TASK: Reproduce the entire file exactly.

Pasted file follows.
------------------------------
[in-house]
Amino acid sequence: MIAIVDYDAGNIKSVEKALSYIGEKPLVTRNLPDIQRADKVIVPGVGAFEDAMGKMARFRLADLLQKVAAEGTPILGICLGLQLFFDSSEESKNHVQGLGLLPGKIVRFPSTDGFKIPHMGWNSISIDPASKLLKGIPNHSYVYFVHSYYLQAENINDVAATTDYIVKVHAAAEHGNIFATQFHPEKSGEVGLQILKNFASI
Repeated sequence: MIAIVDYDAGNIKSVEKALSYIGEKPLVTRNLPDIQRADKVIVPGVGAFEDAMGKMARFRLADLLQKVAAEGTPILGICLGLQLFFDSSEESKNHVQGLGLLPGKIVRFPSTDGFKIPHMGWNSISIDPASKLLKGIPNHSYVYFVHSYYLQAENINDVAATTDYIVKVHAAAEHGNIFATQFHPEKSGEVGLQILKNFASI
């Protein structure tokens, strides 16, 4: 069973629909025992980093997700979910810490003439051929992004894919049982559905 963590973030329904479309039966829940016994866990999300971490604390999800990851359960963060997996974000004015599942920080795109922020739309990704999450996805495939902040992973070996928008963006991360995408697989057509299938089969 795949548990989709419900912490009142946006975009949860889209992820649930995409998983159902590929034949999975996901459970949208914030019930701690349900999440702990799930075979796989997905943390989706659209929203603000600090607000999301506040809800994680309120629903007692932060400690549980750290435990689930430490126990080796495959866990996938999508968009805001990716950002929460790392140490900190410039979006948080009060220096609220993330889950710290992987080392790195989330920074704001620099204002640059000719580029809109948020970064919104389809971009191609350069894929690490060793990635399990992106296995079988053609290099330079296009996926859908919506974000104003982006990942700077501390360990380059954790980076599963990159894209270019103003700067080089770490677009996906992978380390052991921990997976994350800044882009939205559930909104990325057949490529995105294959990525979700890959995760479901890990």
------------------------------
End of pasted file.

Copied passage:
[in-house]
Amino acid sequence: MIAIVDYDAGNIKSVEKALSYIGEKPLVTRNLPDIQRADKVIVPGVGAFEDAMGKMARFRLADLLQKVAAEGTPILGICLGLQLFFDSSEESKNHVQGLGLLPGKIVRFPSTDGFKIPHMGWNSISIDPASKLLKGIPNHSYVYFVHSYYLQAENINDVAATTDYIVKVHAAAEHGNIFATQFHPEKSGEVGLQILKNFASI
Repeated sequence: MIAIVDYDAGNIKSVEKALSYIGEKPLVTRNLPDIQRADKVIVPGVGAFEDAMGKMARFRLADLLQKVAAEGTPILGICLGLQLFFDSSEESKNHVQGLGLLPGKIVRFPSTDGFKIPHMGWNSISIDPASKLLKGIPNHSYVYFVHSYYLQAENINDVAATTDYIVKVHAAAEHGNIFATQFHPEKSGEVGLQILKNFASI
């Protein structure tokens, strides 16, 4: 069973629909025992980093997700979910810490003439051929992004894919049982559905 963590973030329904479309039966829940016994866990999300971490604390999800990851359960963060997996974000004015599942920080795109922020739309990704999450996805495939902040992973070996928008963006991360995408697989057509299938089969 795949548990989709419900912490009142946006975009949860889209992820649930995409998983159902590929034949999975996901459970949208914030019930701690349900999440702990799930075979796989997905943390989706659209929203603000600090607000999301506040809800994680309120629903007692932060400690549980750290435990689930430490126990080796495959866990996938999508968009805001990716950002929460790392140490900190410039979006948080009060220096609220993330889950710290992987080392790195989330920074704001620099204002640059000719580029809109948020970064919104389809971009191609350069894929690490060793990635399990992106296995079988053609290099330079296009996926859908919506974000104003982006990942700077501390360990380059954790980076599963990159894209270019103003700067080089770490677009996906992978380390052991921990997976994350800044882009939205559930909104990325057949490529995105294959990525979700890959995760479901890990």